What makes the 0x20 proposal especially appealing is that it doesn't require any changes to the authoritative name servers. Authoritative name servers already preserve the case-sensitivity of FQDNs, by returning FQDNs to the querying server with each letter in the same case it was received. Only the DNS applications used by recursive name servers (already patched once) will have to be updated. All that's required is to add the ability to check if the letters in the returned FQDN are in the same case as the FQDN sent. Besides being a simple fix, the 0x20 proposal doesn't take up any additional bandwidth, and that's a significant plus.

Final thoughts

As I continue researching DNS and the underlying processes, the fragility of the DNS protocol becomes ever more apparent, which is alarming if you consider how utterly reliant the Internet is on DNS working properly. Ultimately, DNS experts seem resolved to have an improved variation of DNSSEC securing the DNS protocol. I suspect the 0x20 proposal will finds its way into the DNS protocol long before that, especially with the publicizing of Dr. Polyakov's successful cache poisoning of fully patched BIND name servers.

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Michael Kassner has been involved with wireless communications for 40 plus years, starting with amateur radio (K0PBX) and now as a network field engineer for Orange Business Services and an independent wireless consultant with MKassner Net. Current certifications include Cisco ESTQ Field Engineer, CWNA, and CWSP.

About

Information is my field...Writing is my passion...Coupling the two is my mission.

40 comments
Michael Kassner
Michael Kassner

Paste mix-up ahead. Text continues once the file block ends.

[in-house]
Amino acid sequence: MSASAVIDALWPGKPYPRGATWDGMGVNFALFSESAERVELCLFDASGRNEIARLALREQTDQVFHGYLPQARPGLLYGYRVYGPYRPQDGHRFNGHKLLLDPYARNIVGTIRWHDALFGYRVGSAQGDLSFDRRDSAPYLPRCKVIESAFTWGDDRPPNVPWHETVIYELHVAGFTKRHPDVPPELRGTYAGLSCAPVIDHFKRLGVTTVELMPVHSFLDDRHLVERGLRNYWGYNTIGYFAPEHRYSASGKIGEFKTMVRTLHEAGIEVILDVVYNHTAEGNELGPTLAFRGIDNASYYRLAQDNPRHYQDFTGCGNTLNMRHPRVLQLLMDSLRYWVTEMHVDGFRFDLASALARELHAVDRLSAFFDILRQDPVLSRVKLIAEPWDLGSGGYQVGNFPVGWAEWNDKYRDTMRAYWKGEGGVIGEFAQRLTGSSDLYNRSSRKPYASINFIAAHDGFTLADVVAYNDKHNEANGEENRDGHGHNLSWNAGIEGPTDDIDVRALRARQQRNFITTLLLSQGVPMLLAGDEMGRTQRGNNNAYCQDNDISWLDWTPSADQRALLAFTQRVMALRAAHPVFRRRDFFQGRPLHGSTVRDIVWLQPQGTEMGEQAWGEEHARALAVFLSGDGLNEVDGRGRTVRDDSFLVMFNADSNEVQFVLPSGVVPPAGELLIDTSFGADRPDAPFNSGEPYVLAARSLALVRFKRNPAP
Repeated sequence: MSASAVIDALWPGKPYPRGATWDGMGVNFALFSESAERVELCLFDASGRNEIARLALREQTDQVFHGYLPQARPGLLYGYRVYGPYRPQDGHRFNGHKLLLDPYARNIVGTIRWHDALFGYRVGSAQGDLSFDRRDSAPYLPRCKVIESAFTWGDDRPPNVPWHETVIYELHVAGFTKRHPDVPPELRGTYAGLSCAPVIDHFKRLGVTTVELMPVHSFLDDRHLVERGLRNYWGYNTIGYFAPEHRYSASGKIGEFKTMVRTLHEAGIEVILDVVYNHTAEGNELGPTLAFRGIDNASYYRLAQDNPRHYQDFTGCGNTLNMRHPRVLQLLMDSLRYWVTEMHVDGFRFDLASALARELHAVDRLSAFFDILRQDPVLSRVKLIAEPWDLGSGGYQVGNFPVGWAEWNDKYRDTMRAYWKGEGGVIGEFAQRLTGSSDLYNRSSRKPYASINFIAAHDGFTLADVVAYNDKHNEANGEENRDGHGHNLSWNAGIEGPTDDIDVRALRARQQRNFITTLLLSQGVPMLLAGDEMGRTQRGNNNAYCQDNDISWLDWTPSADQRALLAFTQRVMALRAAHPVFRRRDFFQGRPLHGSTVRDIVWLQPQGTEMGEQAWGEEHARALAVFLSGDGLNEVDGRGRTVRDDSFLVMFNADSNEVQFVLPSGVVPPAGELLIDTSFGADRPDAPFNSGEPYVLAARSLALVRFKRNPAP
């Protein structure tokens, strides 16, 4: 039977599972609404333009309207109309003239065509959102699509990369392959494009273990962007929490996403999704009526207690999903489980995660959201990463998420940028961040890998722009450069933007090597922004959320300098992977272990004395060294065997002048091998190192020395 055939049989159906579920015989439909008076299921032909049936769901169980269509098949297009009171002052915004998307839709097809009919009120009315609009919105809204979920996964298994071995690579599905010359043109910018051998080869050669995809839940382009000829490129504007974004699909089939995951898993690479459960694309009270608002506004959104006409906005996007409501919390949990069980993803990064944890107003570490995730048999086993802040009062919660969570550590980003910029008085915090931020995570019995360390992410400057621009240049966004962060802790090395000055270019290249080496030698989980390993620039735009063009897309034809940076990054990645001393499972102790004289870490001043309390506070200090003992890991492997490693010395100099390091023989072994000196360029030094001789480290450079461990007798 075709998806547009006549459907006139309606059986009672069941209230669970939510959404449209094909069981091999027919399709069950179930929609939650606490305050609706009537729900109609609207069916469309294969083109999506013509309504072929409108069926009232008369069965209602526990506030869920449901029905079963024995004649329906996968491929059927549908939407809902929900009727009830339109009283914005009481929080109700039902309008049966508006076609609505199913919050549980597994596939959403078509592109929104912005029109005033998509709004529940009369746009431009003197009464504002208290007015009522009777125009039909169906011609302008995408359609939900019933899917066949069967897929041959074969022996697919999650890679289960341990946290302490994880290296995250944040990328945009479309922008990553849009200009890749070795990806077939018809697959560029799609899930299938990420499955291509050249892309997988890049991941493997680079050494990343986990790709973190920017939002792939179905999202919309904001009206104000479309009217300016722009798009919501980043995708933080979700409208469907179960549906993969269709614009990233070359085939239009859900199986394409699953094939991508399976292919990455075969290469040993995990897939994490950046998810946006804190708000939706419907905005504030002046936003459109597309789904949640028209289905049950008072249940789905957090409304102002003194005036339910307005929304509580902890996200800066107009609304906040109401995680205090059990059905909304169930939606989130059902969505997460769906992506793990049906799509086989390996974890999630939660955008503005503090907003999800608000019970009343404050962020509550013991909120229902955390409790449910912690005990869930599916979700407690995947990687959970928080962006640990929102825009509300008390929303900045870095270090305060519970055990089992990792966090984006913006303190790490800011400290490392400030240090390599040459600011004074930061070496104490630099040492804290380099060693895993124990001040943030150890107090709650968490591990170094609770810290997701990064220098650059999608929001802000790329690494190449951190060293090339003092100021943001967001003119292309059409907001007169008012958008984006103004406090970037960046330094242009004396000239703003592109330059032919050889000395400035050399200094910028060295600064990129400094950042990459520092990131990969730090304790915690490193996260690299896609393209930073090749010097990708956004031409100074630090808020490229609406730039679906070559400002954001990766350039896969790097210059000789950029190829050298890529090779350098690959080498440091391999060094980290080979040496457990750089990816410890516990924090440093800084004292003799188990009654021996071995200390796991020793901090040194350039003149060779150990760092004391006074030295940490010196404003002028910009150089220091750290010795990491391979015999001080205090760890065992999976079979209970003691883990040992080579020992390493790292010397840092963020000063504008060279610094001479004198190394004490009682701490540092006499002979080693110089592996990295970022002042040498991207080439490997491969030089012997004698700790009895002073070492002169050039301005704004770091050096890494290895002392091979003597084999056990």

I can't verify this but, there's evidence being discussed that some ISPs are capturing user DNS queries and resending them to the ISP's designated name servers. I was listening to a Steve Gibson "Security Now" podcast and this was the portion that really caught my attention: "Question from a listener: Long ago I changed my static DNS entries in my Linksys home wireless to the IP addresses of OpenDNS. So during the recent discussions of DNS vulnerability I thought I had little to worry about. However, the other day I fat-fingered a web request and got a Charter Communications "not found" result page. Wait a minute. Confused by this, I began to research. My router settings had not changed, and my client machine's IP config showed DNS set to the router IP and the two IP addresses of OpenDNS. Yet when I went to the DoxPara test page I found my DNS server was vulnerable to DNS cache poisoning, with all the requests being sent out over a single port. Anyway, Whois found that the IP address identified by DoxPara is owned by Charter Communications. LEO: Well, that's - huh? That's interesting. I guess that's who's hosting his site. My questions are many. How could Charter intercept these? Oh. Maybe they don't own his site. STEVE: Exactly. LEO: How could I stop them from intercepting my DNS requests and use a security-aware DNS service? What are my options? So let me recap to make sure I understand. He's using OpenDNS, so theoretically all his DNS should go through it. But for some... STEVE: Well, let's say he's configured to use OpenDNS. LEO: For some reason Charter is intercepting these. What's going on? STEVE: This is a problem. This means that, okay, and think about it, DNS is over UDP, that is not connection oriented and that has no TCP connection. And his ISP could do anything it wants with his packets. So they are receiving DNS queries coming from his network, out of his router, with a destination IP on the packet of OpenDNS. They know that it's a DNS query because it's aimed at port 53, which is a universal DNS query port. All DNS servers are listening for incoming UDP and TCP traffic on their port 53. Charter, for whatever reason, perhaps for the purpose of intercepting and putting up their own advertising page, they're ignoring the destination IP of his DNS packets and changing them, rewriting them to their own. So that... LEO: Oh, man. STEVE: ...no matter what he does, no matter what DNS configuration he uses at home, Charter is ignoring the destination IP, rewriting his packets on the fly so that they go to their DNS server. And if he, as he says, "fat-fingered," which I think means typo... LEO: Mistyped it, yeah. STEVE: Mistyped it. Then instead of his browser being told there's nothing at that IP, he's given an IP, his browser is given an IP of a server that Charter is running that brings up their own interception page for whatever purposes they choose. LEO: Usually advertising. VeriSign did this for a while, and it was very... STEVE: And, boy, they didn't do it for long because it really upset people. LEO: A lot of ISPs do that. And they say, well, we do it as a convenience, we have a much better page. And it's true, if you don't do that, then you get that stupid Internet Explorer page saying I can't get anywhere. STEVE: Okay, well, two things. First of all, you said many ISPs do this? LEO: Yeah. STEVE: The only way to do it is rewriting DNS. LEO: Ah, interesting. Of course, yeah, of course. STEVE: So that means all the ISPs that are able to present their own page are doing so by preventing you from going to the DNS server you have asked for. And secondly you'll notice that he ran the test at DoxPara, and it said all your requests are coming from one port. So not only is his ISP screwing up his deliberately configured-for-security DNS, but they're aiming it at an insecure server. LEO: They're doing a bad job. STEVE: Exactly. They've got a spoofable server, and they're forcing all of their customers to use their misconfigured spoofable server." I thought this might be of interest to the members as some have mentioned that they were getting strange returns on the DoxPara DNS randomness test. If this is true than certain ISPs are hijacking DNS queries to known good DNS servers and forcing users to obtain query responses from insecure DNS servers that aren't even randomizing the source port.